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White House presses Arafat to crack down on terrorists
AP Diplomatic WriterWASHINGTON (AP) -- As Israeli airstrikes rained on the Gaza Strip, the White House pressed Palestinian leader Yasser Arafat on Monday to crack down -- in actions, not just words -- on the terrorists in Israel's sights.
President Bush "has believed for quite a period of time that Yasser Arafat is capable of doing much more than he has ever done and now the burden is on him even heavier to show it," said White House press secretary Ari Fleischer.
"What's new and different is the severity of the violence that rocked Israel over the weekend and the outrage that the world feels about the murder of all the innocents in Israel. It's important that Chairman Arafat move beyond where he has been before -- to take concrete actions, to show that this is not the way of the future and it should not be the way of the present."
Fleischer appealed for peace talks but noticeably absent was any U.S. condemnation of the Israeli military action. "The United States supports dialogue between Israel and Chairman Arafat," he said.
The presidential spokesman, briefing reporters in the White House just as Israeli helicopters began firing missiles on the Gaza Strip, was asked if Bush is sympathetic to Israel's desire to retaliate. "Obviously, Israel has a right to defend herself and the president understands that clearly," Fleischer replied.
Bush, confronting new uncertainty about a fragile anti-terror coalition that relies on Arab support, canceled his only scheduled appearance before reporters on Monday.
Earlier Monday, Israeli Prime Minister Ariel Sharon held emergency consultations with key Cabinet ministers to decide on an Israeli response to the weekend suicide bombings in Jerusalem and a shooting attack that killed a total of 26 people and wounded nearly 200, most of them Israelis.
"This is a real opportunity for Chairman Arafat to show in actions not words that he stands for peace, and that he will take action that is enduring and meaningful against the terrorists and those who sponsored the terrorist attacks that took place in Israel," Fleischer said.
Bush on Sunday denounced the weekend attacks as "horrific acts of murder" and conferred with Israeli Prime Minister Ariel Sharon for about an hour at the White House. Sharon then flew home for a Cabinet meeting Monday.
Sharon told Bush that Israel would respond to terror as best it could, a senior Israeli official said.
There was no indication Bush had sought to persuade the Israeli leader to hold back. Arafat "must do everything in his power to find those who murdered innocent Israelis and bring them to justice," the president said.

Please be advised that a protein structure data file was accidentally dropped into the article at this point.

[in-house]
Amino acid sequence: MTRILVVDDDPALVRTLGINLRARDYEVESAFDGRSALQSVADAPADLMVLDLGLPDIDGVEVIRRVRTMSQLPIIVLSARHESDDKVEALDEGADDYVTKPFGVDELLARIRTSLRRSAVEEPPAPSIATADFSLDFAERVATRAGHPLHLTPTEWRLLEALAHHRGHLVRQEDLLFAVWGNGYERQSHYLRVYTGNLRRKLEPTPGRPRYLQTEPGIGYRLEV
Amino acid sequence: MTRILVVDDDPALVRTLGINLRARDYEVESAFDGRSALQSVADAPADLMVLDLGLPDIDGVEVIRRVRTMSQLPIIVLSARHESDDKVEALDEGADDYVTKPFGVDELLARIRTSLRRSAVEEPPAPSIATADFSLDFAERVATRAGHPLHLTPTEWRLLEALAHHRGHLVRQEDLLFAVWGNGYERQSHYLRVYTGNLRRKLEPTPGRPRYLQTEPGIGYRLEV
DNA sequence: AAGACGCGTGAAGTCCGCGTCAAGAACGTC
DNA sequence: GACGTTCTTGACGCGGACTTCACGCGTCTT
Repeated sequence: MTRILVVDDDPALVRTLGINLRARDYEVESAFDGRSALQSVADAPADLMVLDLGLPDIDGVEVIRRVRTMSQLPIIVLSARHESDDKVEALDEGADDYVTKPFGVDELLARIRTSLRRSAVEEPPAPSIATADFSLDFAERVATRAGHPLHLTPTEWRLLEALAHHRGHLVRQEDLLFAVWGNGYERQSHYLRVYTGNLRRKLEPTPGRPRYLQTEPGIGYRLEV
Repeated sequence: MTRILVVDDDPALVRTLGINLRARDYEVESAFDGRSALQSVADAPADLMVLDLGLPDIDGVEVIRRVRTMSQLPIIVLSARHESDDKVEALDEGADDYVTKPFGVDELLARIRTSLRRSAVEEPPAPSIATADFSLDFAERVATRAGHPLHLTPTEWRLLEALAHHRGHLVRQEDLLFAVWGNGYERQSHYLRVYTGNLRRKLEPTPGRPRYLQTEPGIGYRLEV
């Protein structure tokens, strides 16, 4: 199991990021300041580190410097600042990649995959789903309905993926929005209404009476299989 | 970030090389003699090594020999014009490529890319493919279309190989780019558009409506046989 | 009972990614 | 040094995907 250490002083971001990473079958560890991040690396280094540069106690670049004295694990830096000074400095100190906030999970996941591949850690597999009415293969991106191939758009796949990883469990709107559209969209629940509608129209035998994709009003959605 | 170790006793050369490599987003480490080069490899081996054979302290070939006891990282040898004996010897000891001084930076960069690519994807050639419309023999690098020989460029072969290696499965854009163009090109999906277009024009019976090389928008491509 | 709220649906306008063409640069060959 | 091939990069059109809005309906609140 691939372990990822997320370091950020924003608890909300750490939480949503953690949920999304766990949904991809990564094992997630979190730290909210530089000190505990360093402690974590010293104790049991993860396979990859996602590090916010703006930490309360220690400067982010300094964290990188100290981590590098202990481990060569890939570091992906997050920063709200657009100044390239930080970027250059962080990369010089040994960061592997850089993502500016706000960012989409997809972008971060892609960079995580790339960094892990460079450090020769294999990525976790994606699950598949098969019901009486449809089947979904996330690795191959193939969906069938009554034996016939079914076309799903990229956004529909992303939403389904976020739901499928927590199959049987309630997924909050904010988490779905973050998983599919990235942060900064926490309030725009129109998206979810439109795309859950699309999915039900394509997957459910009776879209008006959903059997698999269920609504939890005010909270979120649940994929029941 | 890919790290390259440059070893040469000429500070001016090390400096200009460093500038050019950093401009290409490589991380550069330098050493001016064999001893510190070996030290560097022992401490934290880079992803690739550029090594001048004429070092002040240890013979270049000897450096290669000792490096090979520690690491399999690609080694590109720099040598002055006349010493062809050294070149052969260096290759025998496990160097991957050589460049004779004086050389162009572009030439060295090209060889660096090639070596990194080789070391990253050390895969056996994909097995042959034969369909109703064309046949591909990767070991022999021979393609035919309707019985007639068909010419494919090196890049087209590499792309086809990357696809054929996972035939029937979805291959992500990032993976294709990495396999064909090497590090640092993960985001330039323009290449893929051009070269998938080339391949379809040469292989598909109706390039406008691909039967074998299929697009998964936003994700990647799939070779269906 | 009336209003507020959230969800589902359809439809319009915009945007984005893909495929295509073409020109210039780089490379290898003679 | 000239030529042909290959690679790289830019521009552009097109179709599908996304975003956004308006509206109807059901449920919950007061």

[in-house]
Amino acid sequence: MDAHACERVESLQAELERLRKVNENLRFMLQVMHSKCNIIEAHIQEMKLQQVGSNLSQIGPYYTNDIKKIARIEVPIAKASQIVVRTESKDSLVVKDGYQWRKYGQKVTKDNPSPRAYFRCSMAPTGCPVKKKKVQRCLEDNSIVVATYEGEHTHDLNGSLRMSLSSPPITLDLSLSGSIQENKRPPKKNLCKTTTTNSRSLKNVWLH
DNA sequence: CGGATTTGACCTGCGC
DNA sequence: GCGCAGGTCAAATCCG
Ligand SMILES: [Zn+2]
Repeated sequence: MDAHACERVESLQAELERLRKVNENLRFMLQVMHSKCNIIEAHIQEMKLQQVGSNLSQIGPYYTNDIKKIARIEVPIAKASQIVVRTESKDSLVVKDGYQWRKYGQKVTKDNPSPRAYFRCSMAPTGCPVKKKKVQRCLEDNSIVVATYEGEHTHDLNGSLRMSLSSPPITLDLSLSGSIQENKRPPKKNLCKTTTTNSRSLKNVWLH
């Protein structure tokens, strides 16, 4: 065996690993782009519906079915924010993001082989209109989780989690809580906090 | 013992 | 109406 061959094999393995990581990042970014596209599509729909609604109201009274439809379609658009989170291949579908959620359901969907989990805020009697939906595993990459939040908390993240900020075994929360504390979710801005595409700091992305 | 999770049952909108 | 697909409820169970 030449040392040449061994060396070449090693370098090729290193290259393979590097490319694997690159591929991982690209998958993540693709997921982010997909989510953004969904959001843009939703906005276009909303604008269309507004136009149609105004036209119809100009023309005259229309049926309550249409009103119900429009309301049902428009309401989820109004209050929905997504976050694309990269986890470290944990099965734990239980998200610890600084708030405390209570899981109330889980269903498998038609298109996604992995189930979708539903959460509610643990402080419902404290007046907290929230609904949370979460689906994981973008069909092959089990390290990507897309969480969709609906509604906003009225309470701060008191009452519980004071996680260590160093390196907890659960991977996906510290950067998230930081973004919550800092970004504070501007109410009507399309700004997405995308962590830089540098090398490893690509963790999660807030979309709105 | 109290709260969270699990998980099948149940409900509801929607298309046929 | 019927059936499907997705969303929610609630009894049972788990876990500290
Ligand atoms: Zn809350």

White House officials said Bush expects Arafat to break up Hamas and the Palestinian Islamic Jihad, groups that the United States believes trains and supports suicide attackers.
"You've got to go after the organizations who are conducting these kinds of acts of terror," Secretary of State Colin Powell said Sunday on CBS' "Face the Nation." He said that means "putting them in real jails where they are not walking free several days later." The rhetoric, a dramatic shift in tone, was meant to intensify pressure on Arafat, White House officials said.
With 25 people killed and nearly 200 wounded by three suicide bombers, Arafat ordered dozens of Islamic militants arrested and promised harsh action. But Israel was deeply skeptical, with hard-liners calling for removal of the Palestinian leader.
George Mitchell, the former Senate majority leader whose commission outlined recommendations for peacemaking that would follow a cease-fire, said Monday it is unlikely that the process would be better without Arafat. "I think there would be internal conflict and the successor could most likely be out of the factions that are creating the problems," he said on CBS' "The Early Show."
Mitchell said the latest violence could be the trigger for serious steps toward peace because "things are getting so bad that both sides will recognize that life is unbearable. ... I believe they will turn a corner because things are so bad and they can't continue with this conflict. Peace is the only alternative."
What was to have been a White House pep talk to Sharon to get started on tentative peace moves was transformed suddenly into an hourlong emergency session that shifted the burden to Arafat to prove he can end Palestinian attacks.
The meeting was moved up a day to accommodate Sharon, who flew home a few hours later to conduct the Cabinet session.
Much of what Bush and other U.S. officials said was familiar. But the tone was unusually tough. "There can be no excuse for failure to take immediate and thorough action against the perpetrators of these vile acts," Powell said.
Only a few days earlier, Powell had raised Arab hopes for new U.S. pressure on Sharon. He had described Israel's hold on the West Bank and Gaza as an occupation and said building homes for Israeli Jews there was crippling hopes for peace.
Powell also has repeatedly registered sympathy for Palestinian "frustrations."
But after speaking with Arafat by telephone he said he had made "absolutely clear that these despicable and cowardly actions must be brought to an end through immediate, comprehensive and sustained action by the Palestinian Authority."